It comes in whispers with the first 40-degree day and muddy paw-prints on the floor.  Then it hints a little more boldly, as Robins begin plucking at worms and lilac buds swell.  Finally it tears through with lighting blasts, storm clouds thundering away at the retreating winter.  There is no guaranteed formula, as we learned so cruelly last year.  Spring has a mind all its own.  The best we can do is watch for the signs, collecting them like lucky pennies.  

A few weeks ago, my youngest came and tugged on my hand.  “Mom, you’ve GOT to see this!”  With three children, I hear this statement an average of four times a week.  It usually leads to the forcible viewing of a commercial touting a neon-colored piece of plastic or bottle of goo for the low, low price of $19.99 (shipping and handling not included).  So without turning my head, or even tuning in consciously, I replied, “Can you just tell me what it is, honey?”  “Nope, you’ve gotta SEE it for yourself!”  And then, with a conspiratorial smile, she whispered, “It’s a sign of Spring!”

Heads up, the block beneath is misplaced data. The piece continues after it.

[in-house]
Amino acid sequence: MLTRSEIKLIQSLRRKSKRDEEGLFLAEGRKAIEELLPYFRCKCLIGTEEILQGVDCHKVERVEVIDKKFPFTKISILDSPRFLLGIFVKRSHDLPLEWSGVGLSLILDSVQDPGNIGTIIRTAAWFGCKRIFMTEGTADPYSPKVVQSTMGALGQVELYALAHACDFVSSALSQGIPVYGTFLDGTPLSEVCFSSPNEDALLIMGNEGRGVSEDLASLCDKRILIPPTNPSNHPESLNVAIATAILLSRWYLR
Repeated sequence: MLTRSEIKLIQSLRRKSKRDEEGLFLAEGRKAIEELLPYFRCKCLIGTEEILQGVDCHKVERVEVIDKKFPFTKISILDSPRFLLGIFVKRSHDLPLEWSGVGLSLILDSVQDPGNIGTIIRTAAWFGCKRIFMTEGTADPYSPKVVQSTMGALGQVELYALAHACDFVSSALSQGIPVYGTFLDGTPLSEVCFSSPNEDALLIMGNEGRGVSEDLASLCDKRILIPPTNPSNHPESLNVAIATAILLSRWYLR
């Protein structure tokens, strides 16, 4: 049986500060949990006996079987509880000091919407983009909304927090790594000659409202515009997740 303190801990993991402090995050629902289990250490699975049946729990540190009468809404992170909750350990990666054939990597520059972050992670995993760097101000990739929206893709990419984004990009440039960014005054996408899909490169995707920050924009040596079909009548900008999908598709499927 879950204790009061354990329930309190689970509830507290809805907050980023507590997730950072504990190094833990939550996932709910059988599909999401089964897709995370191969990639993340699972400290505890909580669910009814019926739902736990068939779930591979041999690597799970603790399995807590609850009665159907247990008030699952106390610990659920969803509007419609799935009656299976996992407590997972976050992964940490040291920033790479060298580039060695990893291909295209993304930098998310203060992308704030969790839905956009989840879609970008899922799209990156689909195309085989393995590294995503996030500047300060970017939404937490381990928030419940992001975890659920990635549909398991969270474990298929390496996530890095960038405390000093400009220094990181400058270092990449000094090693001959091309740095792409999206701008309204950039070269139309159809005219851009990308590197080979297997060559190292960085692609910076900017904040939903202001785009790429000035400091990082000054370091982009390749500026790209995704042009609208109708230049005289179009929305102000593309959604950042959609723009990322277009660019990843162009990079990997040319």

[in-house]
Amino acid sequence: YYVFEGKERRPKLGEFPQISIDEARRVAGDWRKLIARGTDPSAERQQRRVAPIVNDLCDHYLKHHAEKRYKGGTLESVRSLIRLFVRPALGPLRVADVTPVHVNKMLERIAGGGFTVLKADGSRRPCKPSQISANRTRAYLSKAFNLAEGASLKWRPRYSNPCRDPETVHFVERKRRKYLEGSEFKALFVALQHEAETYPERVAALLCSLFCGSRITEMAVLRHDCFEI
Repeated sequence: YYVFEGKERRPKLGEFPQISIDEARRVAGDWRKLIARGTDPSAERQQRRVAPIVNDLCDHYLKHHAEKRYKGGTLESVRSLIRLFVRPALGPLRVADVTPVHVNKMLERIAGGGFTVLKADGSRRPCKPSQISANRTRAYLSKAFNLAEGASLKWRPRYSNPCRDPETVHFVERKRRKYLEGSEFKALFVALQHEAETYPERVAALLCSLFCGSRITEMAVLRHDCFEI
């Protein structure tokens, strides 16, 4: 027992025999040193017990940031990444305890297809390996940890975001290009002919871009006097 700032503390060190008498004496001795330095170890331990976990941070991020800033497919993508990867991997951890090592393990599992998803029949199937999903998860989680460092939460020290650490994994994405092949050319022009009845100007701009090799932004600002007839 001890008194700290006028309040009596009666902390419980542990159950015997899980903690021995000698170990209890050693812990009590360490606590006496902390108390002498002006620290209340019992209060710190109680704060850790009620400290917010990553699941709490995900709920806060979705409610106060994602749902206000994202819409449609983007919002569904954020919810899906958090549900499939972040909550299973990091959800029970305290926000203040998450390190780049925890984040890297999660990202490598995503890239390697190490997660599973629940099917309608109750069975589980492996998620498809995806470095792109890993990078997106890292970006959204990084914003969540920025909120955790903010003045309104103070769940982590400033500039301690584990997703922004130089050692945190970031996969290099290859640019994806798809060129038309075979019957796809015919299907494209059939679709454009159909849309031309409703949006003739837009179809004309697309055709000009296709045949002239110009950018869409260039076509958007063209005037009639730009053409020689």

My heart melted.  A fellow convert!  I grabbed her hand and we headed off to admire some fresh tulip foliage.  Spring was dropping hints.